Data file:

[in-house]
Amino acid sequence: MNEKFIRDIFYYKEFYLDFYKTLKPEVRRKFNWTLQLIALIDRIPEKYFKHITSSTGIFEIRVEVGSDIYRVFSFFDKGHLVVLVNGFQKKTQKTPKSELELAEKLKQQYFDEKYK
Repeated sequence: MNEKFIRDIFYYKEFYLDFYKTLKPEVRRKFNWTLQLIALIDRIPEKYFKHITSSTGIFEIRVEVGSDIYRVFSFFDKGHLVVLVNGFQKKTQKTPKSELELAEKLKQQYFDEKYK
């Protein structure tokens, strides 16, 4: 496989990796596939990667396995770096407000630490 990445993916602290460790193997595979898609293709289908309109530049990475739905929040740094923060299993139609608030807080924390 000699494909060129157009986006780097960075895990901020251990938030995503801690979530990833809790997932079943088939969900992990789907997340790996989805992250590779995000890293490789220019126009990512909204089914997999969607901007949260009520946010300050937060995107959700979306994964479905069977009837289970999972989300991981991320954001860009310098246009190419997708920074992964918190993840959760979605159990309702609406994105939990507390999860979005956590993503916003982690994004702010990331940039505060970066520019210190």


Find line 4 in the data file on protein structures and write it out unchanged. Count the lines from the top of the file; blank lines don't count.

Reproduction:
């Protein structure tokens, strides 16, 4: 496989990796596939990667396995770096407000630490 990445993916602290460790193997595979898609293709289908309109530049990475739905929040740094923060299993139609608030807080924390 000699494909060129157009986006780097960075895990901020251990938030995503801690979530990833809790997932079943088939969900992990789907997340790996989805992250590779995000890293490789220019126009990512909204089914997999969607901007949260009520946010300050937060995107959700979306994964479905069977009837289970999972989300991981991320954001860009310098246009190419997708920074992964918190993840959760979605159990309702609406994105939990507390999860979005956590993503916003982690994004702010990331940039505060970066520019210190």